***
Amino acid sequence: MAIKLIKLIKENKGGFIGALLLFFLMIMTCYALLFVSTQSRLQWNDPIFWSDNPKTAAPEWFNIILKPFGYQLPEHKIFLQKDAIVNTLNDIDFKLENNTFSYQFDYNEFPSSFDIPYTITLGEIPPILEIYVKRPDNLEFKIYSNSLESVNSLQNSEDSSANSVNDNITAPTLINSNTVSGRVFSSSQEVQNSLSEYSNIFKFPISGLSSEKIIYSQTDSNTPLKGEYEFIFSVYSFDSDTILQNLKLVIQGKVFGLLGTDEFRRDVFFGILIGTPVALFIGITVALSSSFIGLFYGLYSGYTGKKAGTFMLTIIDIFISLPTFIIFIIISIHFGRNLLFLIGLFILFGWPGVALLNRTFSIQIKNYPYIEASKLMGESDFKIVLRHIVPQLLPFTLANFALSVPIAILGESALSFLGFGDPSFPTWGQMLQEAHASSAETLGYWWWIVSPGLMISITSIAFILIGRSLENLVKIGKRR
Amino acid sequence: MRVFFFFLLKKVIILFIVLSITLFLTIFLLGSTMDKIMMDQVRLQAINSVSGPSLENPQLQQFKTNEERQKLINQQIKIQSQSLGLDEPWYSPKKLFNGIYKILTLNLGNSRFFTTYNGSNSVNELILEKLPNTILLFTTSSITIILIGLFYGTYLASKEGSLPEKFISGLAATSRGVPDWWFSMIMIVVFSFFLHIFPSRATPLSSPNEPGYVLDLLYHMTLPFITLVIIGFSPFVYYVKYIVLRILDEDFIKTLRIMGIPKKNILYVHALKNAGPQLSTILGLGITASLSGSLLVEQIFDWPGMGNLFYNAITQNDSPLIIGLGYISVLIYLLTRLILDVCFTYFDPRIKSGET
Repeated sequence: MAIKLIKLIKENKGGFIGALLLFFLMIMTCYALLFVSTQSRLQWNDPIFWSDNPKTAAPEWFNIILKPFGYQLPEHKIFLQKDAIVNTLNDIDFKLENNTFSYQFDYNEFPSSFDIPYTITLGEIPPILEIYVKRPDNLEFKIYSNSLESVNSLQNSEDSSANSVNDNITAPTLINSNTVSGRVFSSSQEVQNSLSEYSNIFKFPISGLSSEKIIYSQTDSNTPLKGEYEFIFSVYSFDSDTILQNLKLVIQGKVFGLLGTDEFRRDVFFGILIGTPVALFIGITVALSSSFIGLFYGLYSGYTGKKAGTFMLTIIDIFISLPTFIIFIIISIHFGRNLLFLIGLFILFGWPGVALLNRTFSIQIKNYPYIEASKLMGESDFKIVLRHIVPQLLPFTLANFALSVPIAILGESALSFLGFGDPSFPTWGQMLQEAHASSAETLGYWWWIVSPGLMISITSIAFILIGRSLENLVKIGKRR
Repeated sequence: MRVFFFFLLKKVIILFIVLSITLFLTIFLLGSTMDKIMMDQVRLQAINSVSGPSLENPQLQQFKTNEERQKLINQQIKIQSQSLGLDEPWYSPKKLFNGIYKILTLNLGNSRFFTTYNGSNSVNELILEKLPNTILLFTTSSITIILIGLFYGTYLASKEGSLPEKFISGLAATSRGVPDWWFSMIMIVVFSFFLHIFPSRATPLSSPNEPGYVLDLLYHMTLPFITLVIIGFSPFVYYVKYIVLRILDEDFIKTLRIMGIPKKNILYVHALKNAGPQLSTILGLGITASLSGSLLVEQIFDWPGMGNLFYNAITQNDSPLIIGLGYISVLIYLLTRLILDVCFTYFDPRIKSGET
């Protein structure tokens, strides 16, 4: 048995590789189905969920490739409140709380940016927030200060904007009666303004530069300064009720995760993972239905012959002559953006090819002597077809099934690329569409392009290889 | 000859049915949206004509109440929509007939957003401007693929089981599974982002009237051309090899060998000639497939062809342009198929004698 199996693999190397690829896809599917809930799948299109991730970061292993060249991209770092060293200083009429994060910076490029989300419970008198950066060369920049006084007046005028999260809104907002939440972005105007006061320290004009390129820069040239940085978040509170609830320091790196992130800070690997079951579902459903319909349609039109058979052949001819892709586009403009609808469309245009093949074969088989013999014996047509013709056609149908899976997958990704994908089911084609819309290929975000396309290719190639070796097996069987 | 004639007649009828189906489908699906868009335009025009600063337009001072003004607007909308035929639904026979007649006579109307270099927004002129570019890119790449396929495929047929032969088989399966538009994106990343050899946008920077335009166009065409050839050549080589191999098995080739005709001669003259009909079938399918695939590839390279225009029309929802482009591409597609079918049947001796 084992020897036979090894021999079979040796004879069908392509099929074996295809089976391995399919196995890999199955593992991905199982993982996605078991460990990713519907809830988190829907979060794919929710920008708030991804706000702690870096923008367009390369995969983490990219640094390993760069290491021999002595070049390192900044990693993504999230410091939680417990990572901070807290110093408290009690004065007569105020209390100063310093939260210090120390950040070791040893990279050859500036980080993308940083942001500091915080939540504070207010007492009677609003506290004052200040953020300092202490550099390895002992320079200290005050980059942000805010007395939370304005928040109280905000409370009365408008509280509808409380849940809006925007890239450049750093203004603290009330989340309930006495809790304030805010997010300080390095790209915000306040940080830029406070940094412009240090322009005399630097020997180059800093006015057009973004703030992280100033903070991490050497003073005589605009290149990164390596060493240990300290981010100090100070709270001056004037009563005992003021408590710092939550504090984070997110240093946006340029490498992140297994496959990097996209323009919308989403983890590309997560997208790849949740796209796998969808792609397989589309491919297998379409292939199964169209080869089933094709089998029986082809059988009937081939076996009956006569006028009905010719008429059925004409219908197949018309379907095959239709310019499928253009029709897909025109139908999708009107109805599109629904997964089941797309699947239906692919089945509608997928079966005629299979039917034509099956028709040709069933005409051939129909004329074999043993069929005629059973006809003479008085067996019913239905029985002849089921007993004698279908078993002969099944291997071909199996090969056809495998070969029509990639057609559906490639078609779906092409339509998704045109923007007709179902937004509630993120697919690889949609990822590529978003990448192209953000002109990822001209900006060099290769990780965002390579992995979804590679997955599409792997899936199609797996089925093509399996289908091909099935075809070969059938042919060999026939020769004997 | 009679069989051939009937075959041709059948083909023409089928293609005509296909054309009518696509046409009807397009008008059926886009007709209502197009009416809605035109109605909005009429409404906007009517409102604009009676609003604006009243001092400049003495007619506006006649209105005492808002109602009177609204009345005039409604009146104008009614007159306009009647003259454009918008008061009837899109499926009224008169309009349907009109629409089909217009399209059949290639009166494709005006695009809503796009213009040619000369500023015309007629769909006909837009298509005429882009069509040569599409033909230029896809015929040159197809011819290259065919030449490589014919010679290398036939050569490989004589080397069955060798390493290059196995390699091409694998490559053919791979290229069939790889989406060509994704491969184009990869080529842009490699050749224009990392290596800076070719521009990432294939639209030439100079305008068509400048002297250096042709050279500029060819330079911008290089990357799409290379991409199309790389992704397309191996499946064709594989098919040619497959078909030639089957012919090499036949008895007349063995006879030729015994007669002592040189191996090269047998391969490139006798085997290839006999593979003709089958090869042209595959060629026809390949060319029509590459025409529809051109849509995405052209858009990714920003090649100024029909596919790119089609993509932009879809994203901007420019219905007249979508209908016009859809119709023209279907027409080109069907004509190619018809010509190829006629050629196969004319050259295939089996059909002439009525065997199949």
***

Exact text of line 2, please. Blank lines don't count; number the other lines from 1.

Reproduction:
Amino acid sequence: MRVFFFFLLKKVIILFIVLSITLFLTIFLLGSTMDKIMMDQVRLQAINSVSGPSLENPQLQQFKTNEERQKLINQQIKIQSQSLGLDEPWYSPKKLFNGIYKILTLNLGNSRFFTTYNGSNSVNELILEKLPNTILLFTTSSITIILIGLFYGTYLASKEGSLPEKFISGLAATSRGVPDWWFSMIMIVVFSFFLHIFPSRATPLSSPNEPGYVLDLLYHMTLPFITLVIIGFSPFVYYVKYIVLRILDEDFIKTLRIMGIPKKNILYVHALKNAGPQLSTILGLGITASLSGSLLVEQIFDWPGMGNLFYNAITQNDSPLIIGLGYISVLIYLLTRLILDVCFTYFDPRIKSGET